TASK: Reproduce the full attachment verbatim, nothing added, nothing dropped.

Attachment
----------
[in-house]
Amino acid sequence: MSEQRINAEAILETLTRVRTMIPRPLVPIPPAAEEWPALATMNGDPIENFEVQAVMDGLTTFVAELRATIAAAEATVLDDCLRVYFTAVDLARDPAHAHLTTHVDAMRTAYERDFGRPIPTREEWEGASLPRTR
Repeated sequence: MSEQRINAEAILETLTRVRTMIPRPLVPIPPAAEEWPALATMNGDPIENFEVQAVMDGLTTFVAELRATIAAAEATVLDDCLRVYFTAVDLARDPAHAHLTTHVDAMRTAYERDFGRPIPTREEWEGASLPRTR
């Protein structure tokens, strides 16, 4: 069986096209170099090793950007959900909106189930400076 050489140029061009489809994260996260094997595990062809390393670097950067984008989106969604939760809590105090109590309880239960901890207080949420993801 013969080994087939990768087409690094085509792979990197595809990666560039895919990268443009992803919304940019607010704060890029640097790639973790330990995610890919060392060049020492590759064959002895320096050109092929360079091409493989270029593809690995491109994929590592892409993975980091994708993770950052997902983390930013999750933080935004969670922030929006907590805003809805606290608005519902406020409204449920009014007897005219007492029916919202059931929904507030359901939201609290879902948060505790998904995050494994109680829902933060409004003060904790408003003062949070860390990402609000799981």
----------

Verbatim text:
[in-house]
Amino acid sequence: MSEQRINAEAILETLTRVRTMIPRPLVPIPPAAEEWPALATMNGDPIENFEVQAVMDGLTTFVAELRATIAAAEATVLDDCLRVYFTAVDLARDPAHAHLTTHVDAMRTAYERDFGRPIPTREEWEGASLPRTR
Repeated sequence: MSEQRINAEAILETLTRVRTMIPRPLVPIPPAAEEWPALATMNGDPIENFEVQAVMDGLTTFVAELRATIAAAEATVLDDCLRVYFTAVDLARDPAHAHLTTHVDAMRTAYERDFGRPIPTREEWEGASLPRTR
């Protein structure tokens, strides 16, 4: 069986096209170099090793950007959900909106189930400076 050489140029061009489809994260996260094997595990062809390393670097950067984008989106969604939760809590105090109590309880239960901890207080949420993801 013969080994087939990768087409690094085509792979990197595809990666560039895919990268443009992803919304940019607010704060890029640097790639973790330990995610890919060392060049020492590759064959002895320096050109092929360079091409493989270029593809690995491109994929590592892409993975980091994708993770950052997902983390930013999750933080935004969670922030929006907590805003809805606290608005519902406020409204449920009014007897005219007492029916919202059931929904507030359901939201609290879902948060505790998904995050494994109680829902933060409004003060904790408003003062949070860390990402609000799981």